Foreign Exchange & Trading: Looking in the Mirror

By Andrey Dirgin, Head of Research at Forex Club

Trading any financial market is challenging and requires a particular set of skills to achieve success – Foreign Exchange (FX) is no exception. As with many other pastimes, FX trading takes a minute to learn and a lifetime to master. This probably helps to explain why every month thousands of people jump into the world of trading currencies as soon as they’ve picked up the basics of how to buy and sell.Euro Trade

It is vital for aspiring and novice traders to be aware of various key principles underlying FX and so have the best possible chance of success in the long-term. It is very common for people to trade without looking back at their previous trades, trading style, profits and losses and how they are evolving as traders over time. Such an approach is what all successful traders tend to do, and for good reason –self-analysis and reviewing your performance are key elements of becoming a successful trader.

Inevitably, the success of a trader boils down to how profitable he/she is over time. However, the shape of a traders’ profit curve can reveal a lot about the psychology and methodology behind trading. Looking closely at the shape of your profit curve and asking yourself the right questions can be very informative and helpful towards becoming more successful.

Novice trader
Most trades lose whilst winning trades are rare. The largest losing trade is five or six times bigger than the largest winning trade. Traders exhibiting such a curve tend to have a poor understanding of risk management and its importance and tend to manifest weak discipline in their trading routine. This trading pattern indicates a trader who avoids setting stop-loss orders and allows trades to run heavily [offside] into loss whilst hoping for the market to turn around in their favour. The amount of capital staked on each trade tends to rise as losses mount leading to heavier losses.

Improvement and Learning
Winning trades are more frequent and losing trades are not as devastating because of the use of strategies to manage risk. The trader is almost breaking even but finds it difficult to attain consistency within his/her trading strategy. Trades are still rooted in emotion which undermine profitability even though the amount of winning trades is high.

Consistency and over-confidence
After an initial period of success, the trader makes two or three large losing trades that wipe out most of the previous gains. Emotions run high and the trader cannot resist the temptation to stake increasing amounts of capital to win back what he/she lost.  Take-profit orders are set very close to market entry while stop-loss orders are placed far away. This strategy tends to work for a limited period of time because FX volatility usually ensures take-profit orders are hit first. But every once in a while the market trades in one direction against the trader leading to heavy losses.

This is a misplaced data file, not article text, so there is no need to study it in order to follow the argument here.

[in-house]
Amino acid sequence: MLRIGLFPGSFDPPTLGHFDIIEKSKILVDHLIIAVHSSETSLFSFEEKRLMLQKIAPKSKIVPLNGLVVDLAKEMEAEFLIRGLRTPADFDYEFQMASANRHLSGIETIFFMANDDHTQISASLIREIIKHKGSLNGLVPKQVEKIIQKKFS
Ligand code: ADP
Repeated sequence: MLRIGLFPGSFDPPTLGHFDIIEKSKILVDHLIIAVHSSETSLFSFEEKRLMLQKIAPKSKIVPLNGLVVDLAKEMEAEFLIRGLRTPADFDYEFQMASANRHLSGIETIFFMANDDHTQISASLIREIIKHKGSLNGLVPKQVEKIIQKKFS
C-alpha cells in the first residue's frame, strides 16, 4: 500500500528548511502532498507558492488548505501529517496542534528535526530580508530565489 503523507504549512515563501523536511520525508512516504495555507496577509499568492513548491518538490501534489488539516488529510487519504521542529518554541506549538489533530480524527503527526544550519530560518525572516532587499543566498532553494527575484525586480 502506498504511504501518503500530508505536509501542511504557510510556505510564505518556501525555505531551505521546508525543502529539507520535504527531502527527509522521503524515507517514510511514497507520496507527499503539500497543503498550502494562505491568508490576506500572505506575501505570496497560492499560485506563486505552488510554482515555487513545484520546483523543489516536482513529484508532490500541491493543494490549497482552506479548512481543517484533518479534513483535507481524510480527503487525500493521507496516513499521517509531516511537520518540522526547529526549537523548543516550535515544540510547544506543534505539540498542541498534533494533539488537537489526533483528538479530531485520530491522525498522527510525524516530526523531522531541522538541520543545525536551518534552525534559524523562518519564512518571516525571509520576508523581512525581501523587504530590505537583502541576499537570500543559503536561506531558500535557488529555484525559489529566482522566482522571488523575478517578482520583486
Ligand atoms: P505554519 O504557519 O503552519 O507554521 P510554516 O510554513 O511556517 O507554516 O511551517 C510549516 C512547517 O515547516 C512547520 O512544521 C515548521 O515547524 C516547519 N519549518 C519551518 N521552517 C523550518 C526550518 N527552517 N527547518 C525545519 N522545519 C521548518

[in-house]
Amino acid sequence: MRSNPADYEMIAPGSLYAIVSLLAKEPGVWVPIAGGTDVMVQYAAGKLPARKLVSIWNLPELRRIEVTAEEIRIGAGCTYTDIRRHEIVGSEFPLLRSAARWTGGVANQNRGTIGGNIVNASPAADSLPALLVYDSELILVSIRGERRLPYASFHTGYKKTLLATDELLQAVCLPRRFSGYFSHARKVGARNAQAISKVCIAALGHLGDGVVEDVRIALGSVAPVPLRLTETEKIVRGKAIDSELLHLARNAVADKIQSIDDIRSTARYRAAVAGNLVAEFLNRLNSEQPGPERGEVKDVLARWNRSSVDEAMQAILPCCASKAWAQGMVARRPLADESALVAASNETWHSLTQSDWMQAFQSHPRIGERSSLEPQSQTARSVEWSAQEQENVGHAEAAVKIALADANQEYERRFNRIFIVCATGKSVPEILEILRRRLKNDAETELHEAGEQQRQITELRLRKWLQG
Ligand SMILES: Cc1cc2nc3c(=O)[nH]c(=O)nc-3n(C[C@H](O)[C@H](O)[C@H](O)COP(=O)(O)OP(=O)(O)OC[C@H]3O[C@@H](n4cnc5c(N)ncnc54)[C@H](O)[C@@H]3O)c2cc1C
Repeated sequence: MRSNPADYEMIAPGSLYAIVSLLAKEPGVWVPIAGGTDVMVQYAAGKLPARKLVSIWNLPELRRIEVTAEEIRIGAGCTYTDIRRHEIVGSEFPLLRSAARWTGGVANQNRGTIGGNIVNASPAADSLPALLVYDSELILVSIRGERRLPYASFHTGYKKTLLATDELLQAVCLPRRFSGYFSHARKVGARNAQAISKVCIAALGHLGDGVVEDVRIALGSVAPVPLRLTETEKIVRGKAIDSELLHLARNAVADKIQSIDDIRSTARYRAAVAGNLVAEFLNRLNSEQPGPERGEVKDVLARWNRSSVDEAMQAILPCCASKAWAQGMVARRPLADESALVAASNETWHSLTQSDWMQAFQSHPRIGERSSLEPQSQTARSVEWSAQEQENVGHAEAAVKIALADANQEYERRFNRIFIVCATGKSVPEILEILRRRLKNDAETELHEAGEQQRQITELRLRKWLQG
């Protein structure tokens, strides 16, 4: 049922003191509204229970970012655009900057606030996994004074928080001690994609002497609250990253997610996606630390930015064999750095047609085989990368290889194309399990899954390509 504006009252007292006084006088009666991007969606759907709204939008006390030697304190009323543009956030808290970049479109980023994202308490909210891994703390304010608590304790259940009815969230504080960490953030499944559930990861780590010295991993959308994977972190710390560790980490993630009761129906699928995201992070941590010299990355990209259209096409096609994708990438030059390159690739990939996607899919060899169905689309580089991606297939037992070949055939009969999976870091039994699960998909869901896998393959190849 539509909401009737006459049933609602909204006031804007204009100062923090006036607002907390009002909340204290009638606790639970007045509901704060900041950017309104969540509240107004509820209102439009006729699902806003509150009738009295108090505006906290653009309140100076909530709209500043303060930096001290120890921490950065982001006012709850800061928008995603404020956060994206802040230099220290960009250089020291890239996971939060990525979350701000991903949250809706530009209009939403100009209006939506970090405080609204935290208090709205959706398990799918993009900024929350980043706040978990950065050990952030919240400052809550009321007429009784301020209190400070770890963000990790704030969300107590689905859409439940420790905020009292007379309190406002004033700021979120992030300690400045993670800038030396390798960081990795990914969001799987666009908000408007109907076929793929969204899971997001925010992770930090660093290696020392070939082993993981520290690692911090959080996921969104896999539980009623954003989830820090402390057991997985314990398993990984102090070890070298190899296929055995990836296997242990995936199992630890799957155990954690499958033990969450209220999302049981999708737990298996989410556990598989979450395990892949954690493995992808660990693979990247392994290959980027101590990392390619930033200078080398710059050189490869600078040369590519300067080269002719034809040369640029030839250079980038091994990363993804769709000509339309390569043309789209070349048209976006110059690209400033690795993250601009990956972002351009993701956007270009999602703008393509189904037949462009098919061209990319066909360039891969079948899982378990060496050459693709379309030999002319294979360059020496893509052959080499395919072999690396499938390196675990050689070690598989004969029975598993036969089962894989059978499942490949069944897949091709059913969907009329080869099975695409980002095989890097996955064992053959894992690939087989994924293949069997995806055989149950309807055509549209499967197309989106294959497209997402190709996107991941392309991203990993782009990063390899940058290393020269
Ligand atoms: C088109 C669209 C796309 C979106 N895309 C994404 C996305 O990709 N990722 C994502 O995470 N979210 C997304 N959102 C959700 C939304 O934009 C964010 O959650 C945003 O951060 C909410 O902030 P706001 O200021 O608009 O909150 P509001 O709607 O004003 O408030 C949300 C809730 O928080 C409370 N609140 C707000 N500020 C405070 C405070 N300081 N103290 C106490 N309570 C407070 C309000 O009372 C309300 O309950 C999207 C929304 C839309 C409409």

Consistently successful trader
The trader plans his/her trades and trades the plan with no deviation. Losses are cut quickly while winning trades are run for longer as well as being supported with additional capital when the trading idea has been confirmed via preset indicators. The temptation to close the trade early for a quick profit is resisted. A successful trader understands that losses are part of trading and cannot be completely avoided. Instead losses can be mitigated and managed with appropriate risk management Overall, the proportion of winning trades against losing trades isn’t necessarily important although it can indicate the accuracy of the trader’s market analysis and often indicates room for improvement in terms of entry/exit points.

An ideal trader
Ideally, a novice trader should go through a gradual process of understanding and learning the market they are trading. Initial losses are analysed in detail, mitigated and reduced over time as a well-thought out trading strategy is formulated and refined.  Profitability is a by-product of strong discipline and determined hard work rather than a goal in itself. An ideal trader is someone who can consistently stick to a preset dynamic trading strategy without neglecting core rules set in order to discover and act upon good opportunities in the marketplace.

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